My Biggest Fear Came True, but I Survived It

Michelle Gonzaba avatar

by Michelle Gonzaba |

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Strength in Weakness column by Michelle Gonzaba / grief

There’s always this weird period between getting tested for a medical condition and actually getting diagnosed with it. A person may be almost certain of their illness, but they can’t start treatment until it’s been confirmed. It’s like waiting to cross the most important street in your life; the path forward is right there, but there’s no getting to the other side.

Like most people, I spent that in-between time being totally calm and chill. Just kidding! I read every horror story and bit of bad news I could find about myasthenia gravis (MG). While there were many articles by and about people leading good lives with MG, in my fearful state, I chose to focus on the bad ones. And the thing that scared me the most was complete respiratory failure, also known as a myasthenic crisis for those with MG.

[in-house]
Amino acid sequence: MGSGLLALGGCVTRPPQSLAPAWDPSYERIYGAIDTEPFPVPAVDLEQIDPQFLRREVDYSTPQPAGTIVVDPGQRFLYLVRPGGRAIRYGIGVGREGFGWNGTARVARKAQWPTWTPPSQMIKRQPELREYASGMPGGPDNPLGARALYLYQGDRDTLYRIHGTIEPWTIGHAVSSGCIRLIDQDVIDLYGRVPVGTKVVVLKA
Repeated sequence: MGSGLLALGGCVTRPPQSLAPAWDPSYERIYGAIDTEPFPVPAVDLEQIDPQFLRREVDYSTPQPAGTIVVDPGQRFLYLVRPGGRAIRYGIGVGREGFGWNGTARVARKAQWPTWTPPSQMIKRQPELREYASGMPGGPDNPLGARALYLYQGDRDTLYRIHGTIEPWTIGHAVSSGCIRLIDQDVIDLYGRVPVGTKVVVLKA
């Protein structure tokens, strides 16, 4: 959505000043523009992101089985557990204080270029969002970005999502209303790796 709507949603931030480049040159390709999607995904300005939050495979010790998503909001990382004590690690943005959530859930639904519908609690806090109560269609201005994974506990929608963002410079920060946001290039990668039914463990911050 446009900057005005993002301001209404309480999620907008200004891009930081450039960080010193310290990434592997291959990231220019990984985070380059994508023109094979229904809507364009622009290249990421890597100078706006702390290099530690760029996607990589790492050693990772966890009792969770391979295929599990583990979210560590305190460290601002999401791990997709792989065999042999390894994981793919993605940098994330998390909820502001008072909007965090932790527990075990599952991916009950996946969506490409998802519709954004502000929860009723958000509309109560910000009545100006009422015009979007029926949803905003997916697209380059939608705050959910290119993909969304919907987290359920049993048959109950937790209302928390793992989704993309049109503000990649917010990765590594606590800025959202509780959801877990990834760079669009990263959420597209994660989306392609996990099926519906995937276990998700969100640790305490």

Talk of hospitals, breathing issues, and feeding tubes alarmed me, but once I received my diagnosis and started my treatment plan, I believed I could avoid any major hiccups in my journey.

A myasthenic crisis became my reality

Unfortunately, I was wrong. Within months of my diagnosis, I found myself in an intensive care unit (ICU) in a myasthenic crisis, unable to eat or breathe on my own. My biggest fear had become my reality.

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The breathing tube freaked me out the most. It wasn’t painful, except when the nurse moved the tube from one side of my mouth to the other, pinching my lip. And I had been put under before I was intubated, so inserting it wasn’t what got to me, either.

There wasn’t much to do in the ICU except focus on my ventilator. I worried about it being shut off, and discovering I wasn’t strong enough to breathe on my own. As I lay in the hospital bed staring at the ceiling, the only thing I could imagine was my ventilator and me living together forever.